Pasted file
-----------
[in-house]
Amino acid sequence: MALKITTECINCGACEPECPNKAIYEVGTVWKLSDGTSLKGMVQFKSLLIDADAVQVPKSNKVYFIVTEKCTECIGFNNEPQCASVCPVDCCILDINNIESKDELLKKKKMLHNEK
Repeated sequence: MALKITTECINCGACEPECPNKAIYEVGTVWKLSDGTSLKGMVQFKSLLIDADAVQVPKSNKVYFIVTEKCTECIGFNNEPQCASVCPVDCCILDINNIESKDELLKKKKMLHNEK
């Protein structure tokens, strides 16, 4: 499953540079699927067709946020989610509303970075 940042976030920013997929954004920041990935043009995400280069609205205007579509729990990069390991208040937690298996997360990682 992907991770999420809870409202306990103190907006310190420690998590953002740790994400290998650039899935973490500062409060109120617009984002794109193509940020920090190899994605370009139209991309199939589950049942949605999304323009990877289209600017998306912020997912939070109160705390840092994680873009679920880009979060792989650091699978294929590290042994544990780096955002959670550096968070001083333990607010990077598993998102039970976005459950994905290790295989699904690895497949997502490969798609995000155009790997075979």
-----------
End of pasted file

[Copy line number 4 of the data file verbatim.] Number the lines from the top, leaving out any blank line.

């Protein structure tokens, strides 16, 4: 499953540079699927067709946020989610509303970075 940042976030920013997929954004920041990935043009995400280069609205205007579509729990990069390991208040937690298996997360990682 992907991770999420809870409202306990103190907006310190420690998590953002740790994400290998650039899935973490500062409060109120617009984002794109193509940020920090190899994605370009139209991309199939589950049942949605999304323009990877289209600017998306912020997912939070109160705390840092994680873009679920880009979060792989650091699978294929590290042994544990780096955002959670550096968070001083333990607010990077598993998102039970976005459950994905290790295989699904690895497949997502490969798609995000155009790997075979």